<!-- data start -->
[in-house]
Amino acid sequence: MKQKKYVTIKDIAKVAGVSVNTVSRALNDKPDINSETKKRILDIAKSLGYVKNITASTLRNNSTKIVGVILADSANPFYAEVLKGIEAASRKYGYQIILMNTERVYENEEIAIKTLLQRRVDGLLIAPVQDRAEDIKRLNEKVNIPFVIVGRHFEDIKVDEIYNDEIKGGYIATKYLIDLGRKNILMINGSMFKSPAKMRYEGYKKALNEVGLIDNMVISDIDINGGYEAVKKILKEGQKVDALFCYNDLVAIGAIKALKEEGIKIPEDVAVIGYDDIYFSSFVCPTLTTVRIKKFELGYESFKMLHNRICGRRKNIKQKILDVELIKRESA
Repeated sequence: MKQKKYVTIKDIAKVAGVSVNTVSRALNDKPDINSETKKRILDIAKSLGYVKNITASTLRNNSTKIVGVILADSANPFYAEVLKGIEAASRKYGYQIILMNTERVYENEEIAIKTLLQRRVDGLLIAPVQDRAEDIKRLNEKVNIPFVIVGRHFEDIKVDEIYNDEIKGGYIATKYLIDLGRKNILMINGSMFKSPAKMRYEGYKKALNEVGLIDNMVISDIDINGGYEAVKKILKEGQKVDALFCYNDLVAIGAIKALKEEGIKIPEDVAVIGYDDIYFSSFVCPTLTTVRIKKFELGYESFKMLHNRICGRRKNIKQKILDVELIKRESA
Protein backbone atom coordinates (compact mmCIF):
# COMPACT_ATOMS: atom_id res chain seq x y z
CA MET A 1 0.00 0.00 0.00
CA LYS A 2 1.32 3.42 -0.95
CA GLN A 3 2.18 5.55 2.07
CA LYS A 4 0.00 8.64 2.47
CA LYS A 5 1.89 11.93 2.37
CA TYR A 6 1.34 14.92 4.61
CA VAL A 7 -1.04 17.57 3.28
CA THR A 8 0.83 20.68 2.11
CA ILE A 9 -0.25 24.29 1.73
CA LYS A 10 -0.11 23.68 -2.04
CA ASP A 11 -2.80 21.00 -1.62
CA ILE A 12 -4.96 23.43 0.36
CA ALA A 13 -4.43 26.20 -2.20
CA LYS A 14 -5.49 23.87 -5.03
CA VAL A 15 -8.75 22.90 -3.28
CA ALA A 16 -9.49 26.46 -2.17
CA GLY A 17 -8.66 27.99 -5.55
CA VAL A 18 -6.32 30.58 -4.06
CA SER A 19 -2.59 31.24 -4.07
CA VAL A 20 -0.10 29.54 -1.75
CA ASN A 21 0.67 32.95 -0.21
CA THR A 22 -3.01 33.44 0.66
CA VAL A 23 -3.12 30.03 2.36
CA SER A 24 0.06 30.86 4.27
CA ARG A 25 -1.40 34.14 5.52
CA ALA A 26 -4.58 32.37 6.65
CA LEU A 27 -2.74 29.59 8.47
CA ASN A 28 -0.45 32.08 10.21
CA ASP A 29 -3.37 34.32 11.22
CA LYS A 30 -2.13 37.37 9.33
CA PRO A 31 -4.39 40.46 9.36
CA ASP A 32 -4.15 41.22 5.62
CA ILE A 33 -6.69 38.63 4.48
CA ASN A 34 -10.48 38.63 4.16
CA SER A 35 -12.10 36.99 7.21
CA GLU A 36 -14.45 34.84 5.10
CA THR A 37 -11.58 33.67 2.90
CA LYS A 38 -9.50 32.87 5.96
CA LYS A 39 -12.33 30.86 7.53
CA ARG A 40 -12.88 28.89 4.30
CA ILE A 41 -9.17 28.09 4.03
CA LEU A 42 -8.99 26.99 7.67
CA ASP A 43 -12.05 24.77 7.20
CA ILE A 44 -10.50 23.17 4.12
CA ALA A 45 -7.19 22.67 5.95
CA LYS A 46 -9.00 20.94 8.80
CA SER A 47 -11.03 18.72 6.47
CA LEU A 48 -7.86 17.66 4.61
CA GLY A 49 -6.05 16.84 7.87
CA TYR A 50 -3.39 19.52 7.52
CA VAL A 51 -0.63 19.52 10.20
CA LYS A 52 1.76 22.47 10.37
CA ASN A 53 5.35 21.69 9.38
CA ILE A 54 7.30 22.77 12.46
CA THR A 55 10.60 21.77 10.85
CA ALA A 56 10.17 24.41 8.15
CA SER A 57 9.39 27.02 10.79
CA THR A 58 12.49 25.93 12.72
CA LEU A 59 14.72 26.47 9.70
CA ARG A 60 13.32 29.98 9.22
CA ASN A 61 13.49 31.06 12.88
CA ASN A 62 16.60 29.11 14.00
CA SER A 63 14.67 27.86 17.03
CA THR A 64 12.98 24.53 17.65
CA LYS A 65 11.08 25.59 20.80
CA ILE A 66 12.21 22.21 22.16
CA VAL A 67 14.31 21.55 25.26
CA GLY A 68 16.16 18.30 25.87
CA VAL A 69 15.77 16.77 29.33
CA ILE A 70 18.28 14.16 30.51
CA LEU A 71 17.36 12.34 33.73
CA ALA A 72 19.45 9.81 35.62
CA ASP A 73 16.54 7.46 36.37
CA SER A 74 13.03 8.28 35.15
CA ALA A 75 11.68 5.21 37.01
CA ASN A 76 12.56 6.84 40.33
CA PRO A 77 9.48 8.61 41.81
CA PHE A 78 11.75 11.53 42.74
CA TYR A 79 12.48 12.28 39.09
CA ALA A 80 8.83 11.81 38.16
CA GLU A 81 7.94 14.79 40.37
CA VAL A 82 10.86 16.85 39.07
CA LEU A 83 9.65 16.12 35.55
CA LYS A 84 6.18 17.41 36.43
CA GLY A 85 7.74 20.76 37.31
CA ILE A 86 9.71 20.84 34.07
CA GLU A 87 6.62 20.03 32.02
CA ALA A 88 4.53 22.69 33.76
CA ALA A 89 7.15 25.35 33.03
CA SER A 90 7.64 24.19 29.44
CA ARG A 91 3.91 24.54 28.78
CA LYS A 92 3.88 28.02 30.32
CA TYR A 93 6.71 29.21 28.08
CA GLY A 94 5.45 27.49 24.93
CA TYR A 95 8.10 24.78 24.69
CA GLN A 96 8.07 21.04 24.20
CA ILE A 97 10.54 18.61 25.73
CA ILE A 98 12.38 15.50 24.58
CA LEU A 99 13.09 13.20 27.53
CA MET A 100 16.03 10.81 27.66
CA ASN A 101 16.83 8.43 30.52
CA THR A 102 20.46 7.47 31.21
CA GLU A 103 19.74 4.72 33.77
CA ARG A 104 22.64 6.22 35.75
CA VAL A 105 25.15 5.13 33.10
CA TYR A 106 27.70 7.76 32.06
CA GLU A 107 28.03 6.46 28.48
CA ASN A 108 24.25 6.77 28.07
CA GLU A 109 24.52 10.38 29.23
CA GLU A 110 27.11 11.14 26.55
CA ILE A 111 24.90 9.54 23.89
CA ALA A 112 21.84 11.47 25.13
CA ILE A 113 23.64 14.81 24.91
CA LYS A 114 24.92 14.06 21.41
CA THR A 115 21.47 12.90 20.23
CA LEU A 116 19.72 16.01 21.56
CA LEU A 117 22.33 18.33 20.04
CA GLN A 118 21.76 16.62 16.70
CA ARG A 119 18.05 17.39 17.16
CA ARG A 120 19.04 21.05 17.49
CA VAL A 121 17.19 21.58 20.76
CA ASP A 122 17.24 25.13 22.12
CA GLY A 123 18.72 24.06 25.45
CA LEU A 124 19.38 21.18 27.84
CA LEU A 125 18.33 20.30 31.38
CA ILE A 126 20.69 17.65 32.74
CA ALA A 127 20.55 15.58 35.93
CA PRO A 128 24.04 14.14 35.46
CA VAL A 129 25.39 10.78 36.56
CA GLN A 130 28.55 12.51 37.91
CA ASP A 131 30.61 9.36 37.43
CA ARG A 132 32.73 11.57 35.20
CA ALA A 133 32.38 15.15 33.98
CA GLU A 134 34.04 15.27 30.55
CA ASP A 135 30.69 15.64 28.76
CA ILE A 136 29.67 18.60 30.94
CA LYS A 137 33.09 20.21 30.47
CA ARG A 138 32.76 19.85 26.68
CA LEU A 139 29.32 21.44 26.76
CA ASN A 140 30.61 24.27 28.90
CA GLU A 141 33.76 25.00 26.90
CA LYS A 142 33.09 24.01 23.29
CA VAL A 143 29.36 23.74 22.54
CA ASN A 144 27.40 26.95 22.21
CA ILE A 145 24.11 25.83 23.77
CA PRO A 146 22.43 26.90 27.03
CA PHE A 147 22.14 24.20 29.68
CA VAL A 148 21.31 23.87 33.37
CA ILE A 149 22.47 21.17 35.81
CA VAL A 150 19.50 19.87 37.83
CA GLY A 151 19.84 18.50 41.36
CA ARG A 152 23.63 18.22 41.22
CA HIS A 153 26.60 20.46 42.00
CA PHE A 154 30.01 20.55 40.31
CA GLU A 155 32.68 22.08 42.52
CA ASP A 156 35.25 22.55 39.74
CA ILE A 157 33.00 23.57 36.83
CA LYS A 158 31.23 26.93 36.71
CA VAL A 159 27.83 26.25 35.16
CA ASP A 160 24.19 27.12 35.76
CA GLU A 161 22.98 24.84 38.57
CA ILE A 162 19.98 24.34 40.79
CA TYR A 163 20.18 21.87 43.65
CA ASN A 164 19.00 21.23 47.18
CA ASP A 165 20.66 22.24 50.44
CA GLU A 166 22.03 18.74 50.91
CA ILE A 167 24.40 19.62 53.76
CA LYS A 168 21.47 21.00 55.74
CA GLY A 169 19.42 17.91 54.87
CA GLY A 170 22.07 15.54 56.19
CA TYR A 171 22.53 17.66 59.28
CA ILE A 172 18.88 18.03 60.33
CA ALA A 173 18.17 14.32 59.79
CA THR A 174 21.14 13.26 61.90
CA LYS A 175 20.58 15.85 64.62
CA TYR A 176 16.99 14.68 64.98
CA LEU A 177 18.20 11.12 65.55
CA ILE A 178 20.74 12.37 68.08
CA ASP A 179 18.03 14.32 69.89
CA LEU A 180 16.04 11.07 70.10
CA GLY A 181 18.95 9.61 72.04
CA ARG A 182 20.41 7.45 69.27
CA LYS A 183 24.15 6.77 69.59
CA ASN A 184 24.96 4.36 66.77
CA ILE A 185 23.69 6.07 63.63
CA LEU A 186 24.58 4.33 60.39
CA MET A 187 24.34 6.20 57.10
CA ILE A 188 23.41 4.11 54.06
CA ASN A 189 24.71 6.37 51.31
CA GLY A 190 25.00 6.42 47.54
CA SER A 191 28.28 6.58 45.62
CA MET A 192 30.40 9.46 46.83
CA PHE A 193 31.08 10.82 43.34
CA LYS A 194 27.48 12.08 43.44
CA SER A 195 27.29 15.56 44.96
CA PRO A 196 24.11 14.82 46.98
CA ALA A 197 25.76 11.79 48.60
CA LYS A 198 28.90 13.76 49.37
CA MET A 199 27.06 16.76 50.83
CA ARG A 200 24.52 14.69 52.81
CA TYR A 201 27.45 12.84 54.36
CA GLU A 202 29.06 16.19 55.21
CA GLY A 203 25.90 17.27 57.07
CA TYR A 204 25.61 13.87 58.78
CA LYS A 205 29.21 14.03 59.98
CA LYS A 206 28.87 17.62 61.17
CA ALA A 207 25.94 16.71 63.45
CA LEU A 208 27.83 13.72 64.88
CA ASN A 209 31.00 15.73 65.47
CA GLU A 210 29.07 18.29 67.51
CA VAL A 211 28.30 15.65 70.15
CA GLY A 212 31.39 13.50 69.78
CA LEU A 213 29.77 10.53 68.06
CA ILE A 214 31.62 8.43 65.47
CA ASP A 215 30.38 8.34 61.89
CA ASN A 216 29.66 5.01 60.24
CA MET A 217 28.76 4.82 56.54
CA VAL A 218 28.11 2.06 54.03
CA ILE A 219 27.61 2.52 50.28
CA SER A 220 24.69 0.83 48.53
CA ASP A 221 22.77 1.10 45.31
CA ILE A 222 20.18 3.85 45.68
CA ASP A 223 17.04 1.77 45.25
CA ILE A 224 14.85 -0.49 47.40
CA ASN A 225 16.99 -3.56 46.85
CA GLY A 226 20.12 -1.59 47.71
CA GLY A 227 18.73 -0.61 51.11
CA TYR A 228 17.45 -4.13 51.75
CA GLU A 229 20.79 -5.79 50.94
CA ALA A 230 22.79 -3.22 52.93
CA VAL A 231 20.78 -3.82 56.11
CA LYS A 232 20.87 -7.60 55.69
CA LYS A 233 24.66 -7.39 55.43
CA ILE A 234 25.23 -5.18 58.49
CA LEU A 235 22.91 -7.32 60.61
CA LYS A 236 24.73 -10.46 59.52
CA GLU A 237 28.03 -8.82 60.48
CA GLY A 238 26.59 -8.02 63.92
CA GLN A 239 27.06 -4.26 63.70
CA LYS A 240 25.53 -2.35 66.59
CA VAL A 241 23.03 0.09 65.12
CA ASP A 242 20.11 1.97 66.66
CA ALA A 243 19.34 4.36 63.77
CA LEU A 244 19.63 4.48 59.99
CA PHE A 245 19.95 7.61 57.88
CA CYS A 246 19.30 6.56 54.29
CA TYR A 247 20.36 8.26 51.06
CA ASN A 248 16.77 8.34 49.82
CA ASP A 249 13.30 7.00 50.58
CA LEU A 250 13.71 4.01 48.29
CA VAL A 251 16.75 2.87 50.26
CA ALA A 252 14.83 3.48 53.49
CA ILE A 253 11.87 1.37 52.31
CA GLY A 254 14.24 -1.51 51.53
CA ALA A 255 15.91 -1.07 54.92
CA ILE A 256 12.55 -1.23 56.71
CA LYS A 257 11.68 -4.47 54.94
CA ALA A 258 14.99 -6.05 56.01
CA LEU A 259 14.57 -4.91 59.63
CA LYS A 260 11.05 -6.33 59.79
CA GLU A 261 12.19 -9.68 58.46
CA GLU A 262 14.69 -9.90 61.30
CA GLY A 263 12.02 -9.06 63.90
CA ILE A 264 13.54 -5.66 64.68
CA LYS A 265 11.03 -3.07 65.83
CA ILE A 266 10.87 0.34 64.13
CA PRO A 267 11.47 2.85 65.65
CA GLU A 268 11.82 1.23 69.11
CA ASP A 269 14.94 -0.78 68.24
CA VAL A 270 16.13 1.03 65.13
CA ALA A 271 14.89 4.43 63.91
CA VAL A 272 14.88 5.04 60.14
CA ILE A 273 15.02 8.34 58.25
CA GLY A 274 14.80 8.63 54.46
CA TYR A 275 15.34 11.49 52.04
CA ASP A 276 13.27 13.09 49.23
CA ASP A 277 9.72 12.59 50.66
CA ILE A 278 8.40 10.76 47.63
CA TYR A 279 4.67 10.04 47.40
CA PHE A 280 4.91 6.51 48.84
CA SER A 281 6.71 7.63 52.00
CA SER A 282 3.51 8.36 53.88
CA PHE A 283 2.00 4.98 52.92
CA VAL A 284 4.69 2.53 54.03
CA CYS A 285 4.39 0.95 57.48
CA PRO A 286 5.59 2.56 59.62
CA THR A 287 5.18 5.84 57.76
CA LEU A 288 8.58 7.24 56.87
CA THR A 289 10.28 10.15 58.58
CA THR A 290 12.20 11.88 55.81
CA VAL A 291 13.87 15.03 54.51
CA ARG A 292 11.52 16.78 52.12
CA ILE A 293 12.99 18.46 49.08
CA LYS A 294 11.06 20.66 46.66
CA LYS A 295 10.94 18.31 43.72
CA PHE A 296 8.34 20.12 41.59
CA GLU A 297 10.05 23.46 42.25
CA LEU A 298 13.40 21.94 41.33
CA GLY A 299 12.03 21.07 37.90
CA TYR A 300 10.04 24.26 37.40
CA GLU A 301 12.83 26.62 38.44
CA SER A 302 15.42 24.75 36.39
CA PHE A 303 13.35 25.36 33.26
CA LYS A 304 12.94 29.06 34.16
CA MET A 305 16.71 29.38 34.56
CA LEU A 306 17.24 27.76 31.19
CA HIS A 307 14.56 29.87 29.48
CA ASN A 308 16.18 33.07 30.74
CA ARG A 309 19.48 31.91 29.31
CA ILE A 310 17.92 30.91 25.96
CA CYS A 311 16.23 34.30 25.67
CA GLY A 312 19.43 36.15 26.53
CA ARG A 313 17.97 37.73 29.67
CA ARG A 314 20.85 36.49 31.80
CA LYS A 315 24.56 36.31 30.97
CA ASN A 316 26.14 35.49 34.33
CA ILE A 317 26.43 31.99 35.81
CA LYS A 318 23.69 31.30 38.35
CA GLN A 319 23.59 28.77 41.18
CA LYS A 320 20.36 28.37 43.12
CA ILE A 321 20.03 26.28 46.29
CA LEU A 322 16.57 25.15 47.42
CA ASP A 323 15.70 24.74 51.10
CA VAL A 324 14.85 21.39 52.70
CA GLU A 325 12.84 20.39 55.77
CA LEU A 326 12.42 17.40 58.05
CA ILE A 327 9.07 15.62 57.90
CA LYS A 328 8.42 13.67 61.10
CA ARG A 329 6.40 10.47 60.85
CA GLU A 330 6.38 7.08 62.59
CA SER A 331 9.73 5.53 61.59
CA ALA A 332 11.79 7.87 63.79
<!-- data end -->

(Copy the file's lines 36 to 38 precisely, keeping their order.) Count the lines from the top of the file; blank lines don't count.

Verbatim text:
CA PRO A 31 -4.39 40.46 9.36
CA ASP A 32 -4.15 41.22 5.62
CA ILE A 33 -6.69 38.63 4.48